Foreign Affairs, Defence and Trade (David Sanders, SC-FD@parliament.govt.nz)

The committee met this week to consider the New Zealand Nuclear Free Zone Extension Bill, the International Treaties Bill and the Terrorism (Bombings and Financing) Bill.

Government Administration (Lesley Ferguson, SC-GA@parliament.govt.nz)

The committee reported on the Dog Control (Hearing Dogs) Amendment Bill with the recommendation that it proceed. The bill proposes that hearing ear dogs, registered by Hearing Dogs for Deaf People New Zealand, and used by people who are deaf, or severely hearing impaired, be given all the rights presently available to guide and companion dogs. The bill, if enacted, would allow hearing ear dogs to accompany their owners into public places such as airports and restaurants, where at present their entry is often questioned and/or refused.

The committee will not meet next week.

Health (Matthew Andrews, SC-Health@parliament.govt.nz)

This week the committee travelled to Auckland to hear submissions on the cannabis inquiry. The committee heard from the ESR and many other submitters. One submitter was kind enough to sing a song for the committee. The committee will not meet next week.

Justice and Electoral (Wendy Proffitt, SC-JE@parliament.govt.nz)

This week the committee heard submissions on the Prostitution Reform Bill, and considered the Victims’ Rights Bill and Supplementary Order Paper No 112, the Electoral Amendment Bill (No 2), the inquiry into the 1999 General Election, the Court Fees (Waiver) Bill, and the Sentencing and Parole Reform Bill referred on Tuesday.

Next week the committee will meet all day in Christchurch at the Millenium Christchurch Hotel on Wednesday, 22 August, to consider and hear evidence on the Prostitution Reform Bill and to consider the Victims’ Rights Bill and Supplementary Order Paper No 112.

The committee is calling for submissions on three bills referred to it in the last week.

The due date for submissions on the Court Fees (Waiver) Bill is Monday, 27 August 2001. Submissions will be heard on Wednesday, 29 August. The purpose of the bill is to help ensure people are not denied access to the court system simply because they lack the means to pay court fees. The bill introduces a new power to make regulations enabling fees to be waived, reduced, or postponed in District Courts. The need for provision to waive fees in the District Court came to attention during the current review of court fees, but is independent of the level of fees.

The committee is particularly interested to receive comment on:

- whether criteria for waiving, reducing or postponing fees should be set out in the legislation

- whether there should be a review process of a decision in regard to waiving, reducing, or postponing the payment of fees

- what experience individuals or organisations have of the current use of waiver of fees.

The committee is also calling for submissions on the Sentencing and Parole Reform Bill, to be received by Friday 5 October 2001. There are four main areas of reform:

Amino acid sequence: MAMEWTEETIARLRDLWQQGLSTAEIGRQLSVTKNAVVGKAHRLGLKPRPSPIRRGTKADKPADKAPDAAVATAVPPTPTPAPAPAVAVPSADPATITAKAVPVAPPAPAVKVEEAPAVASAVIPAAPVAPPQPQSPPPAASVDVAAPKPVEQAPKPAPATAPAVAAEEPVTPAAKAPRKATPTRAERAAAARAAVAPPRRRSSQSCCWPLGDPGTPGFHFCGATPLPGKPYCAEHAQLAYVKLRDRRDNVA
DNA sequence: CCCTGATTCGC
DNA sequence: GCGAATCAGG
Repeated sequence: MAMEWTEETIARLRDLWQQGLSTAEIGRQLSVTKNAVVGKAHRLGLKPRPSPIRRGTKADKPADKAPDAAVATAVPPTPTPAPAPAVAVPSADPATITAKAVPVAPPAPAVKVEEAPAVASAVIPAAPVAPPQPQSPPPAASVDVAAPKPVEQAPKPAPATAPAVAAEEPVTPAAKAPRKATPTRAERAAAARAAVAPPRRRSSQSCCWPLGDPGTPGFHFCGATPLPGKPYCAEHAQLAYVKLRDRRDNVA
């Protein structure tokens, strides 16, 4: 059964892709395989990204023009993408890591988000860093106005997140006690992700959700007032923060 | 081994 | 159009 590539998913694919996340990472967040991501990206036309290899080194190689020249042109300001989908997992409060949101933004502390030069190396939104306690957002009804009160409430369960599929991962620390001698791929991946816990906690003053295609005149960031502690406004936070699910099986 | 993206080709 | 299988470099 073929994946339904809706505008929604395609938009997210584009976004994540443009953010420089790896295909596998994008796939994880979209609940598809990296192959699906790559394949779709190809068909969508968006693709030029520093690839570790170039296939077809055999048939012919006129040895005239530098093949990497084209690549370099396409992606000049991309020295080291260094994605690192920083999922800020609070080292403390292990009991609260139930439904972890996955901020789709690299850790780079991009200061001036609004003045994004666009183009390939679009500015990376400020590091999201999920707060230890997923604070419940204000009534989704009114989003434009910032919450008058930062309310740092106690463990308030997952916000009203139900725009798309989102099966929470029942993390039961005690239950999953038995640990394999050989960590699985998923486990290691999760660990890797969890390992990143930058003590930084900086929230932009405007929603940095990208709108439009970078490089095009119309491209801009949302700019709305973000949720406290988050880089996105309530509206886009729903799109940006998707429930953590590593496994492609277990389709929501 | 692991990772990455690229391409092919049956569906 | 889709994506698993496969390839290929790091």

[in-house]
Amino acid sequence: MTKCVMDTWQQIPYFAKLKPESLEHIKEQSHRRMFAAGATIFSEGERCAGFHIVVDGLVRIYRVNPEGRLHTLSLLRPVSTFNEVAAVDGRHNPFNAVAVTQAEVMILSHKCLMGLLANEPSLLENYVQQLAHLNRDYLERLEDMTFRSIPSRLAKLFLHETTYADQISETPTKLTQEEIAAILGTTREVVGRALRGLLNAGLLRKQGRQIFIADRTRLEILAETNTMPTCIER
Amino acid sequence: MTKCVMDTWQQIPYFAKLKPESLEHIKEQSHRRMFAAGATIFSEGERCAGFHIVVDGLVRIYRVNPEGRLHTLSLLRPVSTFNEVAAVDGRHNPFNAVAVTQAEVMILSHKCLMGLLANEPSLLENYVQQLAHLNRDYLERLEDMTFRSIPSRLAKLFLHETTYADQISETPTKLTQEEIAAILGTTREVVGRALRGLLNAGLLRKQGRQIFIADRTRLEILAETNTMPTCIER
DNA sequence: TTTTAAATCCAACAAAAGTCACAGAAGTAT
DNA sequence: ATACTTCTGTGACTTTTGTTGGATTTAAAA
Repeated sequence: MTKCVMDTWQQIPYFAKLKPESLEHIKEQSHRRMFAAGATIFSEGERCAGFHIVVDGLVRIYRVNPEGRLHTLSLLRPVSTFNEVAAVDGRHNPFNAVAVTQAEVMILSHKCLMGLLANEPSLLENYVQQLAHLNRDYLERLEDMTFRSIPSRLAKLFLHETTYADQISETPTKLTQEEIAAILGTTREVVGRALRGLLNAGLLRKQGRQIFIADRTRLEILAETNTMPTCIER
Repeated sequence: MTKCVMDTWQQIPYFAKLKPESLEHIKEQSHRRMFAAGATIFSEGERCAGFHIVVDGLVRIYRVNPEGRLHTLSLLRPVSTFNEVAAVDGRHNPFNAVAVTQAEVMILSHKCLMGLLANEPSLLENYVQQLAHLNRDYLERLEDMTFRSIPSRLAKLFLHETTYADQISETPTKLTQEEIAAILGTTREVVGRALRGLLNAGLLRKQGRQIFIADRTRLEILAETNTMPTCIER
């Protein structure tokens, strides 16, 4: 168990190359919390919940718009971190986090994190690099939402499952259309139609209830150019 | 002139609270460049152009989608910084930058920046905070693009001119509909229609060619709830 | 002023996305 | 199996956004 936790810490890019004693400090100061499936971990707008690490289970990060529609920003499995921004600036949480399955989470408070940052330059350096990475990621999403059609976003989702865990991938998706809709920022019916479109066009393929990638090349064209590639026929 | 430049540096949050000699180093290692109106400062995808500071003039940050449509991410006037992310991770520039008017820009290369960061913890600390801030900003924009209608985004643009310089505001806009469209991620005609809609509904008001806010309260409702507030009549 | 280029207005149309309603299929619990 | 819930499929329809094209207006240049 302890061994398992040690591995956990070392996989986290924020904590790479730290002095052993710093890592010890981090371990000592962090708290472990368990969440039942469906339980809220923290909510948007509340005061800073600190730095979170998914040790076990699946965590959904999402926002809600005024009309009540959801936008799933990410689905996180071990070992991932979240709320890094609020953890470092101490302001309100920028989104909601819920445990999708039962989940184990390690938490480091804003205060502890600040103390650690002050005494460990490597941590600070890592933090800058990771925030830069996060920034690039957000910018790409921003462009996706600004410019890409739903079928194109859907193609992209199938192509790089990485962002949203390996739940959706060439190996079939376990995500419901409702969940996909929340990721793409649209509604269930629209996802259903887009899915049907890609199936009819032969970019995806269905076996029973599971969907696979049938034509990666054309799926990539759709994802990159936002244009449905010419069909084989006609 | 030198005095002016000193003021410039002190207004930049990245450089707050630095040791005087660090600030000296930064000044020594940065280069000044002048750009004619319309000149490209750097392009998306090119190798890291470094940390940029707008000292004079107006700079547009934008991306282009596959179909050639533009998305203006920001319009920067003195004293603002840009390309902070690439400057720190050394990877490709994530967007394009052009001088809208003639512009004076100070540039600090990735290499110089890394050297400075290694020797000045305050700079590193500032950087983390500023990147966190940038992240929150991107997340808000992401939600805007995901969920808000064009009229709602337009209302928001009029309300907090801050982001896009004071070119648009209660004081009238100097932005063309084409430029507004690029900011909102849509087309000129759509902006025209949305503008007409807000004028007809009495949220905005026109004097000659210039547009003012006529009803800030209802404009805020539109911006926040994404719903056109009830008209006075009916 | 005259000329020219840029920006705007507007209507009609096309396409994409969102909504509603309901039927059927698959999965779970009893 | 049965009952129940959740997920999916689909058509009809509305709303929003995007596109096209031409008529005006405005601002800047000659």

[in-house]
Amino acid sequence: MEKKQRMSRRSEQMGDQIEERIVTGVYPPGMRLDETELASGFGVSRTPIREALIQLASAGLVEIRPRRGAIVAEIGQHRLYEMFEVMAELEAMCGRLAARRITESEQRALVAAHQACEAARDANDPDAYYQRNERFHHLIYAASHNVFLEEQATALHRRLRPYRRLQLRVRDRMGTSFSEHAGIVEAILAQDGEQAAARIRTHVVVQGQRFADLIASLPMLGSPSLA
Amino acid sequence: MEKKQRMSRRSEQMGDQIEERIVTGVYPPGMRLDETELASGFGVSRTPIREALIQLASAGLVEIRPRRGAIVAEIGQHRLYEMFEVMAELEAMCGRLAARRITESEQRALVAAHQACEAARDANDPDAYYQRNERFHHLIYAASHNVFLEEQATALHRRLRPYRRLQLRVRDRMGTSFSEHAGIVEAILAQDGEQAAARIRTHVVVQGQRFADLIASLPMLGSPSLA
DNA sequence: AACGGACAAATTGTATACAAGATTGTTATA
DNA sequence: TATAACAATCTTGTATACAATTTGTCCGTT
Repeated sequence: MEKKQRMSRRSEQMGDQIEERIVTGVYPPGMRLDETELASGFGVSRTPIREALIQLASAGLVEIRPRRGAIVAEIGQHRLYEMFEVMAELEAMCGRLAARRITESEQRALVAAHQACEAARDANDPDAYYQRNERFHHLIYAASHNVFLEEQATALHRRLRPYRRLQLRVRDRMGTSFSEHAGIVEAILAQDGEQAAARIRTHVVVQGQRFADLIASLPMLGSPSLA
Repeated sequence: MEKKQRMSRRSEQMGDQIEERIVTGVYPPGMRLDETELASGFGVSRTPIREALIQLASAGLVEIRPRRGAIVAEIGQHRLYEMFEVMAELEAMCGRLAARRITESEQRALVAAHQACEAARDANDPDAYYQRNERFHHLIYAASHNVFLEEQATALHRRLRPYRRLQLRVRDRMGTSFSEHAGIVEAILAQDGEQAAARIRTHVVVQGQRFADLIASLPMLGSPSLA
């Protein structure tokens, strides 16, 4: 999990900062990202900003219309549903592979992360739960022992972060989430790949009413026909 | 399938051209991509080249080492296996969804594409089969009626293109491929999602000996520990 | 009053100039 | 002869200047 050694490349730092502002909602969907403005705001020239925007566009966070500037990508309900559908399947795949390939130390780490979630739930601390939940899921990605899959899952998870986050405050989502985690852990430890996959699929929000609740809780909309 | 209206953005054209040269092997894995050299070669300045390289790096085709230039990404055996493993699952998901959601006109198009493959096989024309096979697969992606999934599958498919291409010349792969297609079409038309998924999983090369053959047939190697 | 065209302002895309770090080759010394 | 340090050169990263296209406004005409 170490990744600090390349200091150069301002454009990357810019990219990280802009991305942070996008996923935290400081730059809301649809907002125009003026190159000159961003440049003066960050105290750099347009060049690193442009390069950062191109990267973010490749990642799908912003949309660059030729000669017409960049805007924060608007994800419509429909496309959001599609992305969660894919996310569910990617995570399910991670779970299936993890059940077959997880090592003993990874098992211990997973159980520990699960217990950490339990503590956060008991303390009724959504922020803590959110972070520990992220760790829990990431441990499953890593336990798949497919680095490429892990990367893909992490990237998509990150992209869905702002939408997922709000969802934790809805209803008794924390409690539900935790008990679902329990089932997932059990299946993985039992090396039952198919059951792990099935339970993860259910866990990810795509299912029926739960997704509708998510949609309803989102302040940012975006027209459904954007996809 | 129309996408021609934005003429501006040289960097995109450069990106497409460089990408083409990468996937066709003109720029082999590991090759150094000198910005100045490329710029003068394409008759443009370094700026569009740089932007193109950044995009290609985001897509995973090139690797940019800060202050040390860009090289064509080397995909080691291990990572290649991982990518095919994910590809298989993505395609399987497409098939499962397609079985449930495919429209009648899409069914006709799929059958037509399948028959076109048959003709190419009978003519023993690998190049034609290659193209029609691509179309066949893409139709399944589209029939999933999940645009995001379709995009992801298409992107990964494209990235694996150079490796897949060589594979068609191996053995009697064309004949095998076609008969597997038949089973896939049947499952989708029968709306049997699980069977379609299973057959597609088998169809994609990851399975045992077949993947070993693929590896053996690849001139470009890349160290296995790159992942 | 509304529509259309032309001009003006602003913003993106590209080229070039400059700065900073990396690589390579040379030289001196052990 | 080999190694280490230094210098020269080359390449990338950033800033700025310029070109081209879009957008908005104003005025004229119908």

- general sentencing purposes and principles

- the range of sentences and orders available to the courts

- sentencing for murder and high risk offenders

- the parole/final release of offenders from prison.

The main changes to sentencing and parole to be implemented by this bill include:

- more emphasis on the use of fines as the principal sentence for a wider range of offending

- expanding the use of sentences of reparation to recompense victims in a greater range of circumstances where they have suffered physical harm, emotional harm or loss of or damage to property

- provision for restorative justice processes to be taken into account when sentencing offenders

- abolition of suspended sentences of imprisonment

- clear sentencing guidance that sentences near the maximum should be imposed for offences near the worst instance of their type

- a wider range of sentences for crimes of murder

- reform of the current indeterminate sentence of preventative detention for high-risk offenders

- repeal of the home invasion legislation of 1999

- abolition of the standard final release date at the expiry of two-thirds of a finite prison sentence

- a new parole structure involving a single New Zealand Parole Board, with a set of principles governing the procedures of the Board and its decisions to release from imprisonment

- victims’ rights to make oral and written submissions to parole hearings, home detention hearings, and hearings to consider conditions of statutory release.

In addition, the committee is calling for submissions on the Human Rights Amendment Bill, to be received by Friday 28 September. The bill proposes amendments relating to the anti-discrimation standard for government activities and to the human rights institutional framework and complaints process. Significant changes include:

- a new Human Rights Commission focused on leadership, advocacy and education, while retaining a role in relation to complaints, which is focused on providing services to assist the parties to resolve their disputes

- the anti-discrimination standard of the New Zealand Bill of Rights Act 1990 will be the standard for all government activities (except employment and the related areas of racial disharmony, and racial and sexual harassment)